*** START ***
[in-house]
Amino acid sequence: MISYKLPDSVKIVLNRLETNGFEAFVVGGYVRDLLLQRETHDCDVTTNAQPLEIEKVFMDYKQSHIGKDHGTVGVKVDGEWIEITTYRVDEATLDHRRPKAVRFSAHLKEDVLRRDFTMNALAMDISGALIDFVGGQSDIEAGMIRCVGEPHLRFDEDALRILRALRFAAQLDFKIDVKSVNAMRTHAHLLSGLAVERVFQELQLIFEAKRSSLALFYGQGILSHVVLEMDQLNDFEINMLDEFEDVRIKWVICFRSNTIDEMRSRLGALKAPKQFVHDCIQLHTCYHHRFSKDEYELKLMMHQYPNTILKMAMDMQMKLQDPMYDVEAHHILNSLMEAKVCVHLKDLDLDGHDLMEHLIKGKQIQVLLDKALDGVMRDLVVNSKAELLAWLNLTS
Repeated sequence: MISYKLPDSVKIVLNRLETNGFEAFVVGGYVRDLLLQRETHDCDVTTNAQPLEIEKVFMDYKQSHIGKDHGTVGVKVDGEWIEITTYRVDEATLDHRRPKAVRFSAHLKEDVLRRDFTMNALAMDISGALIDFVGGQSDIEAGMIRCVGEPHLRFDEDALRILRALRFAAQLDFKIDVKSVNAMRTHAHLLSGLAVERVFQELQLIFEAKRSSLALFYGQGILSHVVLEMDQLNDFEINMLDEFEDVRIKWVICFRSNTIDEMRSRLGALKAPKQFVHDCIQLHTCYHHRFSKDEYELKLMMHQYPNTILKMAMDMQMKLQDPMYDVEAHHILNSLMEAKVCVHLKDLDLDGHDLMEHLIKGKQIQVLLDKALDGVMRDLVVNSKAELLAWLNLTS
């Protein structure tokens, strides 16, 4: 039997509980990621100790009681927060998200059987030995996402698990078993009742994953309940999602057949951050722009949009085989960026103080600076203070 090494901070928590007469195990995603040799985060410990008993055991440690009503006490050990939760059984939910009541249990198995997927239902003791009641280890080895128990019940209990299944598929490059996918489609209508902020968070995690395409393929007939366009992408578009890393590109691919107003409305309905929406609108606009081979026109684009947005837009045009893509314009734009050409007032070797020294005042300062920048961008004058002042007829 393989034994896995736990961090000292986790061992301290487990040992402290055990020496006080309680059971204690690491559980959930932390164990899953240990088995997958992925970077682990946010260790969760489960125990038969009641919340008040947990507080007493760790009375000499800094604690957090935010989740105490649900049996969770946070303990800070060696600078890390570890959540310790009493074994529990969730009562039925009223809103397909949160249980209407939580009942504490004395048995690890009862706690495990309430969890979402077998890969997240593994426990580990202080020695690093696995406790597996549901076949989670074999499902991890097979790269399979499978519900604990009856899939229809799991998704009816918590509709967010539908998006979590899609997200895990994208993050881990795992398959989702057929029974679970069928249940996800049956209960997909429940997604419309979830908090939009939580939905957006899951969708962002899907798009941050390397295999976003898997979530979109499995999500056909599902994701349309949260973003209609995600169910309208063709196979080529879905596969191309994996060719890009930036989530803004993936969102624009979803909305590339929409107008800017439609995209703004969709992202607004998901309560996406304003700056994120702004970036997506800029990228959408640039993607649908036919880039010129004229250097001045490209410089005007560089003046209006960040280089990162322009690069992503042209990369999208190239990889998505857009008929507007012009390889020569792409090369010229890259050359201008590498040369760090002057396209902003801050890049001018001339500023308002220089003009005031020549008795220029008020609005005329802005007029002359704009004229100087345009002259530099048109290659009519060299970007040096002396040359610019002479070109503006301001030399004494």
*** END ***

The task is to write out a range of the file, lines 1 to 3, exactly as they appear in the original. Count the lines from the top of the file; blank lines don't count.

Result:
[in-house]
Amino acid sequence: MISYKLPDSVKIVLNRLETNGFEAFVVGGYVRDLLLQRETHDCDVTTNAQPLEIEKVFMDYKQSHIGKDHGTVGVKVDGEWIEITTYRVDEATLDHRRPKAVRFSAHLKEDVLRRDFTMNALAMDISGALIDFVGGQSDIEAGMIRCVGEPHLRFDEDALRILRALRFAAQLDFKIDVKSVNAMRTHAHLLSGLAVERVFQELQLIFEAKRSSLALFYGQGILSHVVLEMDQLNDFEINMLDEFEDVRIKWVICFRSNTIDEMRSRLGALKAPKQFVHDCIQLHTCYHHRFSKDEYELKLMMHQYPNTILKMAMDMQMKLQDPMYDVEAHHILNSLMEAKVCVHLKDLDLDGHDLMEHLIKGKQIQVLLDKALDGVMRDLVVNSKAELLAWLNLTS
Repeated sequence: MISYKLPDSVKIVLNRLETNGFEAFVVGGYVRDLLLQRETHDCDVTTNAQPLEIEKVFMDYKQSHIGKDHGTVGVKVDGEWIEITTYRVDEATLDHRRPKAVRFSAHLKEDVLRRDFTMNALAMDISGALIDFVGGQSDIEAGMIRCVGEPHLRFDEDALRILRALRFAAQLDFKIDVKSVNAMRTHAHLLSGLAVERVFQELQLIFEAKRSSLALFYGQGILSHVVLEMDQLNDFEINMLDEFEDVRIKWVICFRSNTIDEMRSRLGALKAPKQFVHDCIQLHTCYHHRFSKDEYELKLMMHQYPNTILKMAMDMQMKLQDPMYDVEAHHILNSLMEAKVCVHLKDLDLDGHDLMEHLIKGKQIQVLLDKALDGVMRDLVVNSKAELLAWLNLTS